Hello friends, and welcome to my online studio gallery!?
As a professional artist, I am aware that many people are fascinated by how a painting comes into being. In my work, I strive to tell a visual story on canvas that will move and or challenge your imagination. Before beginning a painting, I make no attempt to visualize the complete work. Instead, I steep myself in research and then start to doodle. When I see the marks on paper, I then begin a wordless conversation with the developing picture, and by the end of the day I have a painting in process. One of the most important things an artist can do is share their view of life with others, that is what I will continue to strive for. My paintings have sold world wide in many galleries, museums, and art exhibitions. While looking through my online gallery, I hope you will enjoy your stay and come back to visit often. Thank you and all the very best.
Warmest regards, Joe Triano
All works shown copyright 2005-2013 Joe Triano All images included in this website are protected under international copyright law. Any reproduction or other use of the images without the express written authorization of the artist is strictly prohibited.
I was born on March 5, to a working class family in Harrison, New Jersey, not far from the city of Newark. My art education, largely informal even as I grew older, began on my twelfth birthday when I was given a monograph book chronicling the life of Vincent van Gogh; it opened my eyes to a world of color. As I grew older, the prospect of formal training was lost as the economic hardship of the time required me to work to support my family; still, I was determined to pursue my love of art, and to develop my talents. In later years, I would study under the tutelage of renowned artists Taylor Oughton and Vernon Wood.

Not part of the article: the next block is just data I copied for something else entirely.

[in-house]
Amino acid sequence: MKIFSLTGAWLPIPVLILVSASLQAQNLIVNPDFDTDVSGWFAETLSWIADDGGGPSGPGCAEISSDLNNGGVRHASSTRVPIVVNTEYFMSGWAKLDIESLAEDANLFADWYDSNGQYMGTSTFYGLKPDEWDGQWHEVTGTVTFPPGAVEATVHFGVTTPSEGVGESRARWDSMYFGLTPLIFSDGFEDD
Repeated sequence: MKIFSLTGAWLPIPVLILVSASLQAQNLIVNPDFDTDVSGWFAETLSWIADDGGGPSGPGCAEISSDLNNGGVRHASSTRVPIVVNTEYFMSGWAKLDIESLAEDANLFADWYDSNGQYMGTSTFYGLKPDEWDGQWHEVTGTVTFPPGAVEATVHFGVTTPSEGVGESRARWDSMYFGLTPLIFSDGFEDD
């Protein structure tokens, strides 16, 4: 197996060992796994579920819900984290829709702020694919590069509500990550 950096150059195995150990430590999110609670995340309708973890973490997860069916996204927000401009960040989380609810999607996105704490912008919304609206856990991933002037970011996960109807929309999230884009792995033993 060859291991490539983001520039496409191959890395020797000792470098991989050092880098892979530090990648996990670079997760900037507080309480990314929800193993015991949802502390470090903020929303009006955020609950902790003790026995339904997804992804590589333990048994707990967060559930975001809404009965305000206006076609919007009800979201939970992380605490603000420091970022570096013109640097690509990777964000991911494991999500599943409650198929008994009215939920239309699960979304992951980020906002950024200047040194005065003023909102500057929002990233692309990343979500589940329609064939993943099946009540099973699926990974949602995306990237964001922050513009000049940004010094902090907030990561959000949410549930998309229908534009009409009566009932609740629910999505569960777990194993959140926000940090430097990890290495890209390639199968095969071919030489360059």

In my work, I allow the painting to guide me, taking on a life of its own; the colors I use are dictated by the piece, itself, as it comes to life. I believe that my love of color is directly related to the manner in which van Gogh orchestrated his own palette, without barriers. I find it impossible, in truth, to explain my deep-seeded passion for the historical tumult surrounding the mid-nineteenth century, and the plight of the Native American, caught in the westward expansion of the United States. My introduction to the period, interestingly enough, was through the Western serials of the 1960's. On television and in film, Native Americans were always portrayed as the villain, or at most, an object to be both pitied and dismissed; even as a young boy, it never seemed right to me. My inexplicable kinship with the culture of the Native American is a mystery to me, except to reason that those forces which work in shaping our past and defining our future, of which man his little knowledge, are solely responsible for my unusual passions, and for lending me the means to convey them. I did not choose my subject, instead, it chose me. And it was not until 1986, when my son was born, that I would leave the city of my youth and relocate, amid the horse and dairy farms of southwestern New Jersey, to be at peace and concentrate on my new life, as a father and as an artist. I hope to inspire the viewers of my work with a strong sense of emotion, sparking the imagination to invoke remembrances of earlier times and to form a lasting relationship with the subject of each painting. I am passionate about everything I do, in my work and in my life. My art is my life.
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